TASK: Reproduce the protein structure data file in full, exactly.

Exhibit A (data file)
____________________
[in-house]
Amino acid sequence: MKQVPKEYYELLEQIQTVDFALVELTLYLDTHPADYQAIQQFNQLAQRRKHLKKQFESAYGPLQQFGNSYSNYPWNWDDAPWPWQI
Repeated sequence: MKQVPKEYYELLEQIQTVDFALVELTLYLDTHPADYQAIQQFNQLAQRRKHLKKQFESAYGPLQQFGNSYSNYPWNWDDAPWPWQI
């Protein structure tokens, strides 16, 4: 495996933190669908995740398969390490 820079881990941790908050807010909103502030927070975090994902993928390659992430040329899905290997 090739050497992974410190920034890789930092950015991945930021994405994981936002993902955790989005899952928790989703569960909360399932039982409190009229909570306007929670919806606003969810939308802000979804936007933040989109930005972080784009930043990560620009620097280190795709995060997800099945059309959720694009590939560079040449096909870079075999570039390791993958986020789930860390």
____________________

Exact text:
[in-house]
Amino acid sequence: MKQVPKEYYELLEQIQTVDFALVELTLYLDTHPADYQAIQQFNQLAQRRKHLKKQFESAYGPLQQFGNSYSNYPWNWDDAPWPWQI
Repeated sequence: MKQVPKEYYELLEQIQTVDFALVELTLYLDTHPADYQAIQQFNQLAQRRKHLKKQFESAYGPLQQFGNSYSNYPWNWDDAPWPWQI
């Protein structure tokens, strides 16, 4: 495996933190669908995740398969390490 820079881990941790908050807010909103502030927070975090994902993928390659992430040329899905290997 090739050497992974410190920034890789930092950015991945930021994405994981936002993902955790989005899952928790989703569960909360399932039982409190009229909570306007929670919806606003969810939308802000979804936007933040989109930005972080784009930043990560620009620097280190795709995060997800099945059309959720694009590939560079040449096909870079075999570039390791993958986020789930860390």